The political nature of these problems is clear from the lived experiences of doctoral and postdoctoral students I spoke to in developing this article. Respondents highlighted a range of structural factors that they feel are contributing to the mental health difficulties they face. Many emphasized the same issues: isolation, imposter syndrome, competitiveness, unclear measures of progress and success, a lack of structure, and “toxic” institutional cultures of overwork and ableism. Others pointed to the absence of robust programmes of training and support. Laura* completed a PhD in English Literature last year. In her second year, her mental health began to suffer after she took on teaching responsibilities in her department for the first time. “There was no training for teaching undergraduates beyond a single generic afternoon session for tutors from all disciplines”, she says. “We had no guidance on lesson-plans or classroom management and the workload felt overwhelming” she says. “I had to take time off for depression. I felt like an absolute failure, like I wasn’t cut out for an academic career.” Laura cites “a general expectation that you learn the ropes as you go along” as an institutional attitude that needs to change.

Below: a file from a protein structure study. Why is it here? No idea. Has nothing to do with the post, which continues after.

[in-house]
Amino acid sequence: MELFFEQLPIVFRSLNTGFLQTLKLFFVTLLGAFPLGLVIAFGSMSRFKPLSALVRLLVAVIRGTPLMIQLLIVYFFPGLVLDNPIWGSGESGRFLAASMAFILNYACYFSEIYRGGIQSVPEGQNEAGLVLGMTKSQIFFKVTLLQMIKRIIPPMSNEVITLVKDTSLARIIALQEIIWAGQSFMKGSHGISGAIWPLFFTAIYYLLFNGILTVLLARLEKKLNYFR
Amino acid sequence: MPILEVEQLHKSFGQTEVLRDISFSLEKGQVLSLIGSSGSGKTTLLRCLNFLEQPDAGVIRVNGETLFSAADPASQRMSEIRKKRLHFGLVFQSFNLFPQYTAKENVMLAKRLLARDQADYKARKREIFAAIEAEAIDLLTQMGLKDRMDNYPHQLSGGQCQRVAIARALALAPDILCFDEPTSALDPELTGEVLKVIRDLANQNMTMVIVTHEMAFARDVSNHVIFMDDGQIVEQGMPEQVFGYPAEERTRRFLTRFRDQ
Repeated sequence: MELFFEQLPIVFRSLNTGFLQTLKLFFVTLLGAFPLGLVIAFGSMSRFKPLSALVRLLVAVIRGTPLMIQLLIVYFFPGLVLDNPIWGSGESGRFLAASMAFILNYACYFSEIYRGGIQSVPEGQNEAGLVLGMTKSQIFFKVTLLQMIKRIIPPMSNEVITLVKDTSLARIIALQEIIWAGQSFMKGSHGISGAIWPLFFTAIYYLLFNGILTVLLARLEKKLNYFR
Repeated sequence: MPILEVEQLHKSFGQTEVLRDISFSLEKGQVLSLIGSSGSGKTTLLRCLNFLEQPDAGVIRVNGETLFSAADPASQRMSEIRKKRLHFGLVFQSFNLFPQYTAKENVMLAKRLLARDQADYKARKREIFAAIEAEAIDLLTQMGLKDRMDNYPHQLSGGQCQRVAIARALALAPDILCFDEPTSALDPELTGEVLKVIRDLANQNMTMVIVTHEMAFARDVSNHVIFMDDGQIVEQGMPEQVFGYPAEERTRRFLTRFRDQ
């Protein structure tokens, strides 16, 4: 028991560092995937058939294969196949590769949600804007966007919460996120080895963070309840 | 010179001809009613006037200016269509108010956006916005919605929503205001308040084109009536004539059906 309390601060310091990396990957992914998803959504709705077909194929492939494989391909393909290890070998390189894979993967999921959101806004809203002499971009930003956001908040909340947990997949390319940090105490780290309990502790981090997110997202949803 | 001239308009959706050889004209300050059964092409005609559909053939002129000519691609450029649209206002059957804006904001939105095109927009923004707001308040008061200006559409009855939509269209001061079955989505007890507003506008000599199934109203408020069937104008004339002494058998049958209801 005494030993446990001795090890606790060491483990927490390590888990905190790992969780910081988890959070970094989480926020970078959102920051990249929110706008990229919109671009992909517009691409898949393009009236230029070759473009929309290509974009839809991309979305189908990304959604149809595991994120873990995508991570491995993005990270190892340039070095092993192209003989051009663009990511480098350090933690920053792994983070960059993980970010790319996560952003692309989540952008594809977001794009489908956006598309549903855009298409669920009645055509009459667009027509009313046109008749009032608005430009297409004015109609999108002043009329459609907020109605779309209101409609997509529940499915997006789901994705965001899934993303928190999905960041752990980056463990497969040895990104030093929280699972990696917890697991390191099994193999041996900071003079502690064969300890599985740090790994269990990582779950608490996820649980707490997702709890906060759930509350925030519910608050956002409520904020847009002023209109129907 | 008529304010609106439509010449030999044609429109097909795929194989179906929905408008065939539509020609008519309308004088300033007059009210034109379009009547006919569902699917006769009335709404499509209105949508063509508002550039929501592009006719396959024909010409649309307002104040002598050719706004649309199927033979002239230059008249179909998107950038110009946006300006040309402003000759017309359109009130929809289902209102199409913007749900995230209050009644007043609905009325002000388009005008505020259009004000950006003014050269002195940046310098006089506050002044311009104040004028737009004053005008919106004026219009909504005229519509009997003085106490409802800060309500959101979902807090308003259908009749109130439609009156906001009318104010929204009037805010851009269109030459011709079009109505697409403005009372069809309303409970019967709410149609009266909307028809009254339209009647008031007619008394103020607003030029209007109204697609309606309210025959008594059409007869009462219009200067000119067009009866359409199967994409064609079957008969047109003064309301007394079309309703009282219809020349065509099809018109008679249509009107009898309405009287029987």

It’s also clear that there are fundamental oversights in the current model of doctoral studentships that leave students with caring responsibilities facing significant material and emotional difficulties. Sarah*, who is in her third year of a PhD in History, had a baby in her first year, and suffered with hyperemesis, postnatal depression, and anxiety. She claimed maternity pay from her funding body for six months, but since her return to work, her mental health has deteriorated. “The PhD journey so far has been terrible”, she says. “It’s made worse by the fact that despite my husband having a good salary, we cannot afford full-time childcare. We don’t get help with childcare tax credits because I’m not classed as either ‘employed’ or ‘unemployed’ by the HMRC. I’m doing my ‘full-time’ PhD in the mornings.” The situation is “incredibly tough”, she adds; “the worry about not submitting on time, and what lies beyond that, is awful.”
Obtaining a PhD may represent a huge milestone, but the transition into the postdoctoral jobs market brings further significant challenges that many respondents were keen to highlight. For Rachel*, things took a turn for worse after she completed her PhD in Linguistics and was working overtime in a fixed-term, part-time teaching post. “I started having panic attacks; despite having anxiety and OCD I’d never experienced a panic attack before. I put it down to the stress of finishing. But it all came to a head when I was working in a temporary lecturing job a few months later, being paid for 27 hours a week, but working up to 45.” Rachel had a panic attack during a lecture, and then again during a seminar. “It got to the point where I was struggling to leave the house, having panic attacks every day”, she says.